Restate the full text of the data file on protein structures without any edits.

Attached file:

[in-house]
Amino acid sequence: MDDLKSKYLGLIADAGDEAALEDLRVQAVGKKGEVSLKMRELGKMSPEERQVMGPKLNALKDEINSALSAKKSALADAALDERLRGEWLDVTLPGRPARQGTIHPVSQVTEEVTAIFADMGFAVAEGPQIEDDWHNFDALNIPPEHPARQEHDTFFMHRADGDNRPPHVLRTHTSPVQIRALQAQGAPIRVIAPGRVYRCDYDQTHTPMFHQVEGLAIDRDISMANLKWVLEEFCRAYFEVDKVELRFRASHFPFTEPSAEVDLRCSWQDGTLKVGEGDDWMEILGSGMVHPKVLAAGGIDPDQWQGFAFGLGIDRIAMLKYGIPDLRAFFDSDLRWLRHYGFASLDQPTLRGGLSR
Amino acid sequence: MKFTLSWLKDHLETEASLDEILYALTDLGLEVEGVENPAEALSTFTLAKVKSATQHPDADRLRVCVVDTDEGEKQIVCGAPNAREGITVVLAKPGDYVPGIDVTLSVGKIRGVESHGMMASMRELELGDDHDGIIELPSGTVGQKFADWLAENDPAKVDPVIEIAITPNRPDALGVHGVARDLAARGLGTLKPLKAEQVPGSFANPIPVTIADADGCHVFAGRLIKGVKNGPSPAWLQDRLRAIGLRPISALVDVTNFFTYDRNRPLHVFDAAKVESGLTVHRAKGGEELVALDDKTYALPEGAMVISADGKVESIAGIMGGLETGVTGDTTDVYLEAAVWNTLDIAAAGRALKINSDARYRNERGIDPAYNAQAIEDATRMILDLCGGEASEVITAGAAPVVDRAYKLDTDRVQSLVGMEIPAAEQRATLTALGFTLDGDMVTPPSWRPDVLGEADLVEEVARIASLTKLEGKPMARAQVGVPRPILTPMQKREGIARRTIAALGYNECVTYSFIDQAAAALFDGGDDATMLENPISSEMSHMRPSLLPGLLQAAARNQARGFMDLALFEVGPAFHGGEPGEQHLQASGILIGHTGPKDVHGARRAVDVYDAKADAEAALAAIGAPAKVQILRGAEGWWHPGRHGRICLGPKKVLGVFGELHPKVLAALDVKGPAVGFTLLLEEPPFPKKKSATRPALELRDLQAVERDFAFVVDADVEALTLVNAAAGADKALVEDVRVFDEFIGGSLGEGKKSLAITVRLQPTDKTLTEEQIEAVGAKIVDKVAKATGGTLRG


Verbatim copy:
[in-house]
Amino acid sequence: MDDLKSKYLGLIADAGDEAALEDLRVQAVGKKGEVSLKMRELGKMSPEERQVMGPKLNALKDEINSALSAKKSALADAALDERLRGEWLDVTLPGRPARQGTIHPVSQVTEEVTAIFADMGFAVAEGPQIEDDWHNFDALNIPPEHPARQEHDTFFMHRADGDNRPPHVLRTHTSPVQIRALQAQGAPIRVIAPGRVYRCDYDQTHTPMFHQVEGLAIDRDISMANLKWVLEEFCRAYFEVDKVELRFRASHFPFTEPSAEVDLRCSWQDGTLKVGEGDDWMEILGSGMVHPKVLAAGGIDPDQWQGFAFGLGIDRIAMLKYGIPDLRAFFDSDLRWLRHYGFASLDQPTLRGGLSR
Amino acid sequence: MKFTLSWLKDHLETEASLDEILYALTDLGLEVEGVENPAEALSTFTLAKVKSATQHPDADRLRVCVVDTDEGEKQIVCGAPNAREGITVVLAKPGDYVPGIDVTLSVGKIRGVESHGMMASMRELELGDDHDGIIELPSGTVGQKFADWLAENDPAKVDPVIEIAITPNRPDALGVHGVARDLAARGLGTLKPLKAEQVPGSFANPIPVTIADADGCHVFAGRLIKGVKNGPSPAWLQDRLRAIGLRPISALVDVTNFFTYDRNRPLHVFDAAKVESGLTVHRAKGGEELVALDDKTYALPEGAMVISADGKVESIAGIMGGLETGVTGDTTDVYLEAAVWNTLDIAAAGRALKINSDARYRNERGIDPAYNAQAIEDATRMILDLCGGEASEVITAGAAPVVDRAYKLDTDRVQSLVGMEIPAAEQRATLTALGFTLDGDMVTPPSWRPDVLGEADLVEEVARIASLTKLEGKPMARAQVGVPRPILTPMQKREGIARRTIAALGYNECVTYSFIDQAAAALFDGGDDATMLENPISSEMSHMRPSLLPGLLQAAARNQARGFMDLALFEVGPAFHGGEPGEQHLQASGILIGHTGPKDVHGARRAVDVYDAKADAEAALAAIGAPAKVQILRGAEGWWHPGRHGRICLGPKKVLGVFGELHPKVLAALDVKGPAVGFTLLLEEPPFPKKKSATRPALELRDLQAVERDFAFVVDADVEALTLVNAAAGADKALVEDVRVFDEFIGGSLGEGKKSLAITVRLQPTDKTLTEEQIEAVGAKIVDKVAKATGGTLRG